Research suggests about one-third of all individuals who were abused or neglected as children will subject their children to maltreatment. This cycle of abuse can occur when children who either experienced maltreatment or witnessed violence between their parents or caregivers learn to use physical punishment as a means of parenting their own children.
Breaking the Cycle of Abuse: How to Move Beyond Your Past to Create an Abuse-Free Future
Provides a resource to adults who were abused as children to help break the cycle of abuse. The book discusses the impact of maltreatment and facing an abusive past.
Breaking the Cycle of Intergenerational Abuse: The Long-Term Impact of a Residential Care Program
Heufner, Ringle, Chmelka, & Ingram
Child Abuse & Neglect, 31(2), 2007
Finds that adults who experienced abuse as children and lived in a residential care facility experienced lower levels of intimate partner violence.
Child Abuse and Physical Punishment
In Understanding Violence (3rd Ed.)
Explores child, parental, and situational factors associated with child abuse, and the interactive role of physical punishment and other parental behaviors on the development of aggression later in life.
Child Maltreatment, Youth Violence, and Intimate Partner Violence: Developmental Relationships
Fang & Corso
American Journal of Preventive Medicine, 33(4), 2007
Discusses the impact of child maltreatment on youth violence and intimate partner violence later in life. Results showed the significance of gender and type of child maltreatment on the cycle of violence. (PDF - 108 KB)
The Effects of Sexual Abuse as a Child on the Risk of Mothers Physically Abusing Their Children: A Path Analysis Using Systems Theory
Child Abuse and Neglect: The International Journal, 30(11), 2006
Assesses the potential path from sexual abuse as a child to the current risk of physical abuse by mothers, concluding that the ability of the mother to resolve the childhood trauma has the greatest impact on the risk of physical abuse.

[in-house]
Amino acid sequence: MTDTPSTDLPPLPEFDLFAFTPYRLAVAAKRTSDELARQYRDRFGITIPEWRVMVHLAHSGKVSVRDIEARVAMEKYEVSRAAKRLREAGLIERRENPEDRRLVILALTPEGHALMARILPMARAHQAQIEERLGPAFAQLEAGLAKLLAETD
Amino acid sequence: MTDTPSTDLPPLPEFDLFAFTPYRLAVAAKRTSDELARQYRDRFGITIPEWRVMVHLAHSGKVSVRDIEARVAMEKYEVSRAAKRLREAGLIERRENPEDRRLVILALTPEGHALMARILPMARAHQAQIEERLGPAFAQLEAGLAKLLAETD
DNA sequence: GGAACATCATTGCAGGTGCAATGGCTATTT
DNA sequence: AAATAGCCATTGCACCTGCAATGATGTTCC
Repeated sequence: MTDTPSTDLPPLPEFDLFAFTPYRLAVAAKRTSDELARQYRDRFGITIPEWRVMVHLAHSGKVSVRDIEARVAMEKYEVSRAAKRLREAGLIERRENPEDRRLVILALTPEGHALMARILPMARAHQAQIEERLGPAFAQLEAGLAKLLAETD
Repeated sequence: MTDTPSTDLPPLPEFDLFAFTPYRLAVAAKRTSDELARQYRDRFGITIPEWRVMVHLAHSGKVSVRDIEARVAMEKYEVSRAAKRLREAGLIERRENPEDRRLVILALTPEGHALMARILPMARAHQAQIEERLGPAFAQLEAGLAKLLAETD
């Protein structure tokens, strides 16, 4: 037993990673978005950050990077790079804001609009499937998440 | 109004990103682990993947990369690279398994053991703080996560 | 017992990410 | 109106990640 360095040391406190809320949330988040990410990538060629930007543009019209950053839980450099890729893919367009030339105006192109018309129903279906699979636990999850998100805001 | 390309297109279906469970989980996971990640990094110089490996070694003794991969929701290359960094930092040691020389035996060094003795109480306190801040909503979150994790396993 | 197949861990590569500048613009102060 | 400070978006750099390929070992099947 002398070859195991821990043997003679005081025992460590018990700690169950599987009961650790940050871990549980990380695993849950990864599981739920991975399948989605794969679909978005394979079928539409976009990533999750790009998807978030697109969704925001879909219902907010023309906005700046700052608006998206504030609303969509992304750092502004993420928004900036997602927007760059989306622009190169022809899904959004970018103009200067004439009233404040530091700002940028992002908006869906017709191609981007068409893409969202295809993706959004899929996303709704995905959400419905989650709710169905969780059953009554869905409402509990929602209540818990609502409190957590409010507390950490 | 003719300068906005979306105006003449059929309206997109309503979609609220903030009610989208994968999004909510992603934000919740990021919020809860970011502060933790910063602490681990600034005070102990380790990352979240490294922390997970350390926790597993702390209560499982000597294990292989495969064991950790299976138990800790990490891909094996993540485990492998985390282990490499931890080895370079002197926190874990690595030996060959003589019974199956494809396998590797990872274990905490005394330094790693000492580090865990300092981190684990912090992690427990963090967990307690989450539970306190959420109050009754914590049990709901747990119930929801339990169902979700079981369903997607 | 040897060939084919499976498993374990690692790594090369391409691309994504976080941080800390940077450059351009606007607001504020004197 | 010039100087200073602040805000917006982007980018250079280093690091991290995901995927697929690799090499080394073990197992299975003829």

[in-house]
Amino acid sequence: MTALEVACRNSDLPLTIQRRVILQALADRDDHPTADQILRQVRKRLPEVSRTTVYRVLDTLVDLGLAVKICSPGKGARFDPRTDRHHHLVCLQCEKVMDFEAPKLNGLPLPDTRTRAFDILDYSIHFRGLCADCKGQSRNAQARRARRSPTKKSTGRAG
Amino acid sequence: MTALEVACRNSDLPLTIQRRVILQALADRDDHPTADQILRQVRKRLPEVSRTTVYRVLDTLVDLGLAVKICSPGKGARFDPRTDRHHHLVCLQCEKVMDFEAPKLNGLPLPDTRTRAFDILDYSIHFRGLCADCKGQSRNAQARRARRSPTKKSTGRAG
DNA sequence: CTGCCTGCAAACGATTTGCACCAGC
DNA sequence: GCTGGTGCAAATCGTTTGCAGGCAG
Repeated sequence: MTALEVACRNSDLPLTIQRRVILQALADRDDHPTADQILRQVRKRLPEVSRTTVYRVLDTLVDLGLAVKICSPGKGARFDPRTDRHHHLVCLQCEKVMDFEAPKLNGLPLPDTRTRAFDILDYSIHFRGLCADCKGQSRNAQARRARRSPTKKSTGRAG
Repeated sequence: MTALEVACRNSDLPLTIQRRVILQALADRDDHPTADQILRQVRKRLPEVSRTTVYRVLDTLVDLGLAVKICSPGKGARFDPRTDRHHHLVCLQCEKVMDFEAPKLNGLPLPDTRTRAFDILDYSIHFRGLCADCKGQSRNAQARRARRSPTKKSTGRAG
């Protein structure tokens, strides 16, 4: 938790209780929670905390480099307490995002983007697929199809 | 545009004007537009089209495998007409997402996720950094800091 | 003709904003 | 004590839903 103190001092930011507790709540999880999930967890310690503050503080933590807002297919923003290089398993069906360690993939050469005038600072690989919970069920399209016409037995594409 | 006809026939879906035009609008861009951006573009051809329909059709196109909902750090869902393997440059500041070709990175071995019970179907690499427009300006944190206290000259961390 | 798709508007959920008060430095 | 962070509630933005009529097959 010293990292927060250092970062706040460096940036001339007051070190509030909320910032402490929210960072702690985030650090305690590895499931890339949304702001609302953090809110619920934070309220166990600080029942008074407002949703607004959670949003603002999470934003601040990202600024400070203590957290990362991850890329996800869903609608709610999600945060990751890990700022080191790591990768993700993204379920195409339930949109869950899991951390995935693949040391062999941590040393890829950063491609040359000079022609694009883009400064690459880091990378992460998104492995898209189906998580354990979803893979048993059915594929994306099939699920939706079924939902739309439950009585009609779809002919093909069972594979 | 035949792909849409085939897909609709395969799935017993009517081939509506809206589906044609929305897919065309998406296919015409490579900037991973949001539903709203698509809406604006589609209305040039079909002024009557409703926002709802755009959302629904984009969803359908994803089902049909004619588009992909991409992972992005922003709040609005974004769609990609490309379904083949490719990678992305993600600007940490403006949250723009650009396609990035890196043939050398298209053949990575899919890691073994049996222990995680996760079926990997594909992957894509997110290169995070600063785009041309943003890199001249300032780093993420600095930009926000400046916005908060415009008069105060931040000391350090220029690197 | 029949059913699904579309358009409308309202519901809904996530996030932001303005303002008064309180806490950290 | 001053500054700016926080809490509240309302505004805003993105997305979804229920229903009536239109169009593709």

Examining Childhood Abuse Patterns and Sensitive Periods in Juvenile Sexual Offenders
Grabell & Knight
Sexual Abuse: A Journal of Research and Treatment, 21(2), 2009
Reviews literature on sexual abuse history and its impact on future juvenile sexual offending. The study also examines increased risk for juvenile sexual offending based on the age at which the child experienced sexual abuse.
Exploring the Link Between Maternal History of Childhood Victimization and Child Risk of Maltreatment
Journal of Trauma Practice, 5(2), 2006
Attempts to determine the relationship of parental history of abuse with a child's risk for maltreatment. Research found that the current situations also played a large role on the levels of children's risk and that the situations were partially related to their childhood experiences.
How Victims Become Offenders
Widom & Wilson (2009)
In Children as Victims, Witnesses, and Offenders: Psychological Science and the Law
Presents current knowledge about the relationship between childhood victimization and juvenile offending and examines potential mechanisms whereby abused and neglected children develop from child victims into child and adolescent offenders.
Parents' Pasts and Families' Futures: Using Family Assessments to Inform Perspectives on Reasonable Efforts and Reunification (PDF - 389 KB)
Smithgall, DeCoursey, Yang, & Haseltine (2012)
Chapin Hall at the University of Chicago
Uses family assessments conducted by the Illinois Department of Children and Family Services to explore parents' childhood experiences and their current involvement with the child welfare system.